Meg is a third-year undergraduate student from Lacombe, LA pursuing a degree in industrial engineering at LSU. She is actively involved in LSU Ambassadors as the current Funding and Financial chair while having also served as a 2015 Orientation Leader and 2015 SROW LSU representative. Her favorite things to do are travel and eat all the good Cajun food possible!
Balancing everything in college, especially your first few semesters, can be trickier than some of those equations you deal with in Calculus! There’s school work, plus organization meetings, job shifts, and more with a maximum of only twenty-four hours in a day. Here’s a few theories of what three years of college have taught me thus far:
- Get a planner and USE it – A planner could be anything from a small notebook to a large calendar where you keep everything in. I recommend checking out the bookstore and finding what works best for you. The important thing is to have one and actually use it. This can help you see as things are coming up ahead of time so you aren’t waiting until the last minute or forget.
- Have friends to hold you accountable – It’s great to have friends that you can hang out with outside of class and go on adventures with during the weekend, but it’s important to have the friends that will spend an afternoon after class studying with you or working on that group project.
- Exercise – This is such an underrated component of keeping students happy and healthy in college! Even if it is just thirty minutes on a UREC machine or maybe an hour-long fitness class, just go and do something. Getting your body moving and focusing on yourself for a little while each day can help keep you focused.
- Get involved but don’t overdo it – This may not make sense now, but you’ll know when you get to this point. It’s great to be involved, but maybe you joined one organization too many and now you’re struggling to keep up with all your obligations. Maybe you’re finding yourself spending a large majority of your time on one specific involvement of yours and not keeping up with the other aspects of your life. To quote my mother, “Don’t be afraid to say no sometimes!”
- Don’t forget to call home – Sometimes you just need time to chat with people you love from home that keep you grounded. All I can say is thank goodness my wireless provider has unlimited call minutes because I sure do wear out my mom’s phone catching up about our week or even sometimes the simpler questions like how long do I leave a chicken in the oven before I know it’s cooked.
LSU Cares is a university initiative dedicated to the well-being of students and promotion of a community that cares about each of its members. The purpose of LSU Cares is to provide an online process for students, faculty, staff, and parents/families to report concerns in an appropriate way.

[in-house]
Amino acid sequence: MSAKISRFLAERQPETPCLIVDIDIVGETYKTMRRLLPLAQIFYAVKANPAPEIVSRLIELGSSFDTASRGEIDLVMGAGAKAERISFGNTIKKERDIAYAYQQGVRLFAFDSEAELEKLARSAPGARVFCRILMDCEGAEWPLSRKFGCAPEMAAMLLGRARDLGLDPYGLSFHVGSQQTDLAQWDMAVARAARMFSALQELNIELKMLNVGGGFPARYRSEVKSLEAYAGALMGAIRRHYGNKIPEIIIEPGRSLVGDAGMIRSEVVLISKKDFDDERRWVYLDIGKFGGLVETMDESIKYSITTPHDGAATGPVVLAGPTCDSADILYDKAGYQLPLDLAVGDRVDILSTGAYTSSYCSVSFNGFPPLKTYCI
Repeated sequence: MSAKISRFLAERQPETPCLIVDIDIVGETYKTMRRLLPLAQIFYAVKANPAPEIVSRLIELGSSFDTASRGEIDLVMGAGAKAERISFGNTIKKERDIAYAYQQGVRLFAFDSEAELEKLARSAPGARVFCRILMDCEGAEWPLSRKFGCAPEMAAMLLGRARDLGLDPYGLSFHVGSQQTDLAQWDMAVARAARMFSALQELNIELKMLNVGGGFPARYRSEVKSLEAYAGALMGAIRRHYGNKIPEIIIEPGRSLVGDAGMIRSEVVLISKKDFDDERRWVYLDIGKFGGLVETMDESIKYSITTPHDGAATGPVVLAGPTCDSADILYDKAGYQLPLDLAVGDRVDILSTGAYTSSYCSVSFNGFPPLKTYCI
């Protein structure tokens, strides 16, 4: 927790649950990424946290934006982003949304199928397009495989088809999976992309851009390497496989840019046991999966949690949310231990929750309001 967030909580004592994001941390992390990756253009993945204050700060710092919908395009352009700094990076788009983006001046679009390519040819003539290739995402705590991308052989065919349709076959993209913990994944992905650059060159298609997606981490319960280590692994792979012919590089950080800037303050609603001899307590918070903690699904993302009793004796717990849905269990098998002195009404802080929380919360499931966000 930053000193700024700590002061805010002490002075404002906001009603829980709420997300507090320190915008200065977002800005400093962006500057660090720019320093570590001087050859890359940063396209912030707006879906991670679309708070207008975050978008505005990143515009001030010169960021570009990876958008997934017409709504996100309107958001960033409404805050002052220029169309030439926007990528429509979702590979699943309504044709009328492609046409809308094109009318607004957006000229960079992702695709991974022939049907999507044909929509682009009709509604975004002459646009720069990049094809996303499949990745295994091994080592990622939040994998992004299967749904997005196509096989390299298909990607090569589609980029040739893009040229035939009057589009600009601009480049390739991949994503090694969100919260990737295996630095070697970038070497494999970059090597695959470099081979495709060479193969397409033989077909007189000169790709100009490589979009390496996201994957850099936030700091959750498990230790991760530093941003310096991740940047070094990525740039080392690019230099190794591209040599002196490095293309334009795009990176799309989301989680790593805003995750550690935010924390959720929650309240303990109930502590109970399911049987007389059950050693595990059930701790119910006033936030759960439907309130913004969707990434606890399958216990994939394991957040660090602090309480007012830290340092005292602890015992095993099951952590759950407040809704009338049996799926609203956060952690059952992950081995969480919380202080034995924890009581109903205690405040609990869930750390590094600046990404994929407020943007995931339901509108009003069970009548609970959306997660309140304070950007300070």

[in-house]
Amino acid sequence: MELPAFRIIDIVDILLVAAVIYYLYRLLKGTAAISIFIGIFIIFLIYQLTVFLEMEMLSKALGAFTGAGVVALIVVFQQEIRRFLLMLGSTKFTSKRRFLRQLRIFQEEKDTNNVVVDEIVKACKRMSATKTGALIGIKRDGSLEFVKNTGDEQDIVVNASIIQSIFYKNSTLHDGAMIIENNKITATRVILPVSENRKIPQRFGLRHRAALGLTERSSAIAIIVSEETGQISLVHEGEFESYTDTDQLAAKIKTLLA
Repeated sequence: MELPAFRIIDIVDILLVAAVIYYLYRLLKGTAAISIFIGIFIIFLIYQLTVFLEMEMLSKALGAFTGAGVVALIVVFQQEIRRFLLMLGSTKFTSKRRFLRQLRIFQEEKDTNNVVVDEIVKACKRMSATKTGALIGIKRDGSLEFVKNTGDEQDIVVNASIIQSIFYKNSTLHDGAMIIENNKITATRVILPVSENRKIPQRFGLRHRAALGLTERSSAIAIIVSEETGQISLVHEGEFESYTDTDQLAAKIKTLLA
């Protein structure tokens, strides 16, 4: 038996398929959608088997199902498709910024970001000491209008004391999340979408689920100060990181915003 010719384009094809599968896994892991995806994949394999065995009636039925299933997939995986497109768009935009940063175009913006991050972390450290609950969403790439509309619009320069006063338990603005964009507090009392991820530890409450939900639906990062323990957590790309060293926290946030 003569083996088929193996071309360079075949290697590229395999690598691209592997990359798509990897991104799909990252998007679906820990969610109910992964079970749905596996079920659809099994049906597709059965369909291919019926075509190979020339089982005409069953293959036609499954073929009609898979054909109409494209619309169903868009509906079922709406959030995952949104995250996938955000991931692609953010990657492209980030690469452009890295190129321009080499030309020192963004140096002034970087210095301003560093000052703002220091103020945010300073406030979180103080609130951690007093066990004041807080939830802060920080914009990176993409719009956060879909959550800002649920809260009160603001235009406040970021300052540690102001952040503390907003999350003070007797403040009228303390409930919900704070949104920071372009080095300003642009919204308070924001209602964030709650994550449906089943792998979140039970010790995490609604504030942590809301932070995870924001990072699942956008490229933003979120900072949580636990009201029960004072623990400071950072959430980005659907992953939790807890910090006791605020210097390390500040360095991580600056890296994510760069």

How do I submit a report?
To submit a report, visit www.lsu.edu/lsucares and look for the category that you think best represents your concern. The categories include academic intervention, academic misconduct, behavioral misconduct, bias or discrimination, hazing, sexual misconduct, student grievances, and students of concern. There is no wrong way to submit a report. The category you select is not as important as the information you share about our Tigers. We will review the information and make sure it gets to the right people.
What happens when I submit a report?
After you submit a report, an LSU Cares representative will contact you as soon as possible to verify that your report was received and gather more information. We then develop a plan and reach out to the student(s) in need. Reports can be made at any time and can also be anonymous. It is not unusual for students to make a report about themselves or their peers when they have concerns they do know how to handle.
What qualifies for a student of concern report?
A student of concern report normally deals with students in crisis or distress. Some examples include loss of a loved one, feeling overwhelmed and not knowing where to turn, and showing a decline in their ability to function as they normally would. Students with concerns like this should all be given the opportunity for a helping hand. Please let us know so we can be proactive in their time of need.
Who sees these reports?
The Associate Dean and Director of Student Advocacy & Accountability receives all the reports and then assigns them to an appropriate advocate within the office. Reports are reviewed daily. They are kept private and confidential and the information obtained in the report is used only to assist the student.
Emergency issues such as thoughts of harming self or others should be reported immediately to 911. You can still make a report once the situation has stabilized and the student is safe. We will follow up with your Tiger as soon as possible.